Can you remove things? Sure no problem but in the process it can also remove things you may need else where. Yast and zypper are good at warning you but some things may not be obvious. If you ignore warnings then you may walk with a limp :stuck_out_tongue:


Recommend you take another look at what I posted eariler.
Choosing a Desktop means choosing a particular ecology of applications with underlying shared functionality.
You can remove the higher level apps without problem, but should leave the underlying libraries in place (usually) because other apps typically installed in that Desktop often will need that same functionality elsewhere. It’s a spiderweb of intertwined functionality that has been used to provide reliable functionality (the required apps, particularly in KDE any of the so-called “K” apps).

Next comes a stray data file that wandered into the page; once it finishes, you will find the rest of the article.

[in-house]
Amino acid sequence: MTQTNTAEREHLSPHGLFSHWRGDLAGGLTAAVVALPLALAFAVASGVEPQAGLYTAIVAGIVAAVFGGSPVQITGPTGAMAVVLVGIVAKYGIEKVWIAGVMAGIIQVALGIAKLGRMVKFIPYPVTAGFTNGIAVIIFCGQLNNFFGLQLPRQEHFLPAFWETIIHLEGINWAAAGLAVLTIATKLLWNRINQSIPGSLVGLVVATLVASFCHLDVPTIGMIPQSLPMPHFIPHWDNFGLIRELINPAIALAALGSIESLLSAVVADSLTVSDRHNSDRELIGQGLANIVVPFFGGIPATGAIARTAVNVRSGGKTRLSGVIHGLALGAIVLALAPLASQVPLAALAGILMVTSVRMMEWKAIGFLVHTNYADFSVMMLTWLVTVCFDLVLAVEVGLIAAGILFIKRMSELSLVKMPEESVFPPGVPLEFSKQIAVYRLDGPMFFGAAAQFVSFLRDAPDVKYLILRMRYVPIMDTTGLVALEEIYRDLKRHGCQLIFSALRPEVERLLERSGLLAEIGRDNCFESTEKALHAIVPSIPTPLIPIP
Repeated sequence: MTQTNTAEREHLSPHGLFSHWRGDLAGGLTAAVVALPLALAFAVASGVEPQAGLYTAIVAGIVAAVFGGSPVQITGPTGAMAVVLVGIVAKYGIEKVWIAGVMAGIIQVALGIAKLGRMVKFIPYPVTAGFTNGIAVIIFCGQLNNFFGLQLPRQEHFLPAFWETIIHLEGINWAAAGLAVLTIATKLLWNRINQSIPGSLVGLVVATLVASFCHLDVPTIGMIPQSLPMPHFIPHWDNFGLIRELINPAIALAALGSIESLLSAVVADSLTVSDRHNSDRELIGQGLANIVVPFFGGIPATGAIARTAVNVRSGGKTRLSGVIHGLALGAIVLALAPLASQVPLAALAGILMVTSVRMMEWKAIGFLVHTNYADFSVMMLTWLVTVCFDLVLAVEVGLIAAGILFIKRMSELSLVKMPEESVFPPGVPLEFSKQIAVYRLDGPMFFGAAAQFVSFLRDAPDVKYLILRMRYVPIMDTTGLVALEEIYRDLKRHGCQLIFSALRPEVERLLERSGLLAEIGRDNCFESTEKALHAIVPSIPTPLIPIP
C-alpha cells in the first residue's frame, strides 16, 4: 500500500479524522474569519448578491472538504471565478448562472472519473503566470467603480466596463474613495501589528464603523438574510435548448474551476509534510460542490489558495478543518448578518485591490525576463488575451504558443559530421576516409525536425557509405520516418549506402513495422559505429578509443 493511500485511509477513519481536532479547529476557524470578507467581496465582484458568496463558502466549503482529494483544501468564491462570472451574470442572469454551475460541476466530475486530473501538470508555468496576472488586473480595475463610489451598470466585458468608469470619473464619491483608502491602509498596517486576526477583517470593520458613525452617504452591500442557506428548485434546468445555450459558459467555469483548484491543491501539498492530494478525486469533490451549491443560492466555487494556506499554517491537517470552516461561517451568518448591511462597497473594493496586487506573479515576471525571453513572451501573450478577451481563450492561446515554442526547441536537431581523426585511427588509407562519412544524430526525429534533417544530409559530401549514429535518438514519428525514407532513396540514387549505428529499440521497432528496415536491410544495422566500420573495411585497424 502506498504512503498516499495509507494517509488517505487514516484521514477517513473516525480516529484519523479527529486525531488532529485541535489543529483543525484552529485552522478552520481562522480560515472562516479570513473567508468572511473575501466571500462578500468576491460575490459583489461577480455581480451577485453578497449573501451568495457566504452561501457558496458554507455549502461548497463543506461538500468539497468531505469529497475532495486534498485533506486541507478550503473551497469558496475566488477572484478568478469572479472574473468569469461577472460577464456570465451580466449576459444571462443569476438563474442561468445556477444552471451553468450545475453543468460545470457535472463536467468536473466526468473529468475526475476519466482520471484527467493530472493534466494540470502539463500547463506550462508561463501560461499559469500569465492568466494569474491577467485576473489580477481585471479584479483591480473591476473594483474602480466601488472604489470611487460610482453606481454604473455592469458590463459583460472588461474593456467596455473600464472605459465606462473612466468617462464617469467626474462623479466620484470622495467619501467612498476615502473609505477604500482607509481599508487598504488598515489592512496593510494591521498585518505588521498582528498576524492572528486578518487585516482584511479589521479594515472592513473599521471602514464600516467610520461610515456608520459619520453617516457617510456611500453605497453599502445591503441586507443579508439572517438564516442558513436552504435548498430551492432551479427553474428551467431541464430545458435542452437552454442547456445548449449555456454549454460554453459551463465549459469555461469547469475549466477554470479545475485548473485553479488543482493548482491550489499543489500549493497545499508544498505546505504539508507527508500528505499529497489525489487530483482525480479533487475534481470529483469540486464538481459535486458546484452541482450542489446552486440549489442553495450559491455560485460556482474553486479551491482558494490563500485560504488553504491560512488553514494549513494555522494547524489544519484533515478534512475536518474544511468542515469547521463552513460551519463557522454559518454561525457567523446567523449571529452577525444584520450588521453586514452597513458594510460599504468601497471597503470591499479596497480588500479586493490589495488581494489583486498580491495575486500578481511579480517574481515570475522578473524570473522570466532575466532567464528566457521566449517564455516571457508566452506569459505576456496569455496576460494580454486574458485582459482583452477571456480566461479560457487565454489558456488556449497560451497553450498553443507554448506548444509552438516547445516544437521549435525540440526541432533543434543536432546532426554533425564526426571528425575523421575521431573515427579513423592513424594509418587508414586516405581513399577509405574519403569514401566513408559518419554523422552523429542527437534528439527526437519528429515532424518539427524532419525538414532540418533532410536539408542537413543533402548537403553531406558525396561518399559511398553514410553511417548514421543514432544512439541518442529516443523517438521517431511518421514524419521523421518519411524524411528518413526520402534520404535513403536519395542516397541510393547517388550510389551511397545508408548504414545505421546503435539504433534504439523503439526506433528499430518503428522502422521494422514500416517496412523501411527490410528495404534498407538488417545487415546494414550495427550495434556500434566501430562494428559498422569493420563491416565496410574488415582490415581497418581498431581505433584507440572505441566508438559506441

When you remove an app, your package manager will tell you what part you might remove but also what parts would be dangerous to remove because of consequences to other apps. Your decision is your own, and you generally are recommended one option over others.

This is why in my earlier post I described the alternative to start with less and add instead of starting with max installed and then deciding to remove. When you start with less and add pieces one at a time particularly if you are reasonably technical and only use a few apps of your own choosing, the result is a lot less messy, creating and maintaining a lean system.

If you already have a max Desktop like KDE installed and want to change strategy to using a lighter Desktop, you can

  • Re-install, but select the install to mount your existing /home partition instead of creating new. I’ve done this and it worked very well. If you do this, you can manually (and optionally) clean up old settings related to your older Desktop after your new Desktop is verified running fine.